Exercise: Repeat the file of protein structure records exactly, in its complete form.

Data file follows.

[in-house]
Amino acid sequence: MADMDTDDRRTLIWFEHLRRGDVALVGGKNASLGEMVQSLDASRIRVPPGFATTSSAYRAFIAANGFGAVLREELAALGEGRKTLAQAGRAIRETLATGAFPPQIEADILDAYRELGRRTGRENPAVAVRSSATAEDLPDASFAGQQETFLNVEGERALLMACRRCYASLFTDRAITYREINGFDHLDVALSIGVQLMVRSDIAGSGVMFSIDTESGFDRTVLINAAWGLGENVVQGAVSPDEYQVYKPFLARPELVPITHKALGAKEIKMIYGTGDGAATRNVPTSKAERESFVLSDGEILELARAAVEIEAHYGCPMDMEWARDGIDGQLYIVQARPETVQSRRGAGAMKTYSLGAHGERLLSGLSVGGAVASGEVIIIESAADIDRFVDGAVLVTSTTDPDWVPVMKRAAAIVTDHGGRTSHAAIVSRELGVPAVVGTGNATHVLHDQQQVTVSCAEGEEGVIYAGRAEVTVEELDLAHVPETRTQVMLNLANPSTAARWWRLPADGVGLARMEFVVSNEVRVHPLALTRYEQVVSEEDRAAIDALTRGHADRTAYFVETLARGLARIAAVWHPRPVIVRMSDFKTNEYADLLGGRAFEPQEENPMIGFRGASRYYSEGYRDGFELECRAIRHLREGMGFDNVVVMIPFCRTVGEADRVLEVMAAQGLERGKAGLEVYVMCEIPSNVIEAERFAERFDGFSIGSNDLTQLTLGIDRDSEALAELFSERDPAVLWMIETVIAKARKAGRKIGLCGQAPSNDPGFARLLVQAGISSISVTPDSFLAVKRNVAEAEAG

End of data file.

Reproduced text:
[in-house]
Amino acid sequence: MADMDTDDRRTLIWFEHLRRGDVALVGGKNASLGEMVQSLDASRIRVPPGFATTSSAYRAFIAANGFGAVLREELAALGEGRKTLAQAGRAIRETLATGAFPPQIEADILDAYRELGRRTGRENPAVAVRSSATAEDLPDASFAGQQETFLNVEGERALLMACRRCYASLFTDRAITYREINGFDHLDVALSIGVQLMVRSDIAGSGVMFSIDTESGFDRTVLINAAWGLGENVVQGAVSPDEYQVYKPFLARPELVPITHKALGAKEIKMIYGTGDGAATRNVPTSKAERESFVLSDGEILELARAAVEIEAHYGCPMDMEWARDGIDGQLYIVQARPETVQSRRGAGAMKTYSLGAHGERLLSGLSVGGAVASGEVIIIESAADIDRFVDGAVLVTSTTDPDWVPVMKRAAAIVTDHGGRTSHAAIVSRELGVPAVVGTGNATHVLHDQQQVTVSCAEGEEGVIYAGRAEVTVEELDLAHVPETRTQVMLNLANPSTAARWWRLPADGVGLARMEFVVSNEVRVHPLALTRYEQVVSEEDRAAIDALTRGHADRTAYFVETLARGLARIAAVWHPRPVIVRMSDFKTNEYADLLGGRAFEPQEENPMIGFRGASRYYSEGYRDGFELECRAIRHLREGMGFDNVVVMIPFCRTVGEADRVLEVMAAQGLERGKAGLEVYVMCEIPSNVIEAERFAERFDGFSIGSNDLTQLTLGIDRDSEALAELFSERDPAVLWMIETVIAKARKAGRKIGLCGQAPSNDPGFARLLVQAGISSISVTPDSFLAVKRNVAEAEAG